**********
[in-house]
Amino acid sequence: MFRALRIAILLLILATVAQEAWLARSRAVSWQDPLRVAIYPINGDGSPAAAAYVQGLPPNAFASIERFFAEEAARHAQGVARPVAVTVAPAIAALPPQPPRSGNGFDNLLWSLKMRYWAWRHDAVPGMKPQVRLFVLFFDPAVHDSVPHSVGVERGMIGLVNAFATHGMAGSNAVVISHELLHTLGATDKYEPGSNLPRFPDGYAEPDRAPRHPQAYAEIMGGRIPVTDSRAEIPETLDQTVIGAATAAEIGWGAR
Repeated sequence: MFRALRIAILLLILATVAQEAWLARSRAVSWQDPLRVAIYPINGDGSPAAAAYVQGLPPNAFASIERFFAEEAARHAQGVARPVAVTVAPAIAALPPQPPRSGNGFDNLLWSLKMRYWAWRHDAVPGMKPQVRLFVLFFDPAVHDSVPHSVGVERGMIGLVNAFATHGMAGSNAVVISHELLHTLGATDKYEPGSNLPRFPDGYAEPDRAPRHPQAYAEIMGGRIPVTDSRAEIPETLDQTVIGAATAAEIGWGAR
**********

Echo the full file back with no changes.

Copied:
[in-house]
Amino acid sequence: MFRALRIAILLLILATVAQEAWLARSRAVSWQDPLRVAIYPINGDGSPAAAAYVQGLPPNAFASIERFFAEEAARHAQGVARPVAVTVAPAIAALPPQPPRSGNGFDNLLWSLKMRYWAWRHDAVPGMKPQVRLFVLFFDPAVHDSVPHSVGVERGMIGLVNAFATHGMAGSNAVVISHELLHTLGATDKYEPGSNLPRFPDGYAEPDRAPRHPQAYAEIMGGRIPVTDSRAEIPETLDQTVIGAATAAEIGWGAR
Repeated sequence: MFRALRIAILLLILATVAQEAWLARSRAVSWQDPLRVAIYPINGDGSPAAAAYVQGLPPNAFASIERFFAEEAARHAQGVARPVAVTVAPAIAALPPQPPRSGNGFDNLLWSLKMRYWAWRHDAVPGMKPQVRLFVLFFDPAVHDSVPHSVGVERGMIGLVNAFATHGMAGSNAVVISHELLHTLGATDKYEPGSNLPRFPDGYAEPDRAPRHPQAYAEIMGGRIPVTDSRAEIPETLDQTVIGAATAAEIGWGAR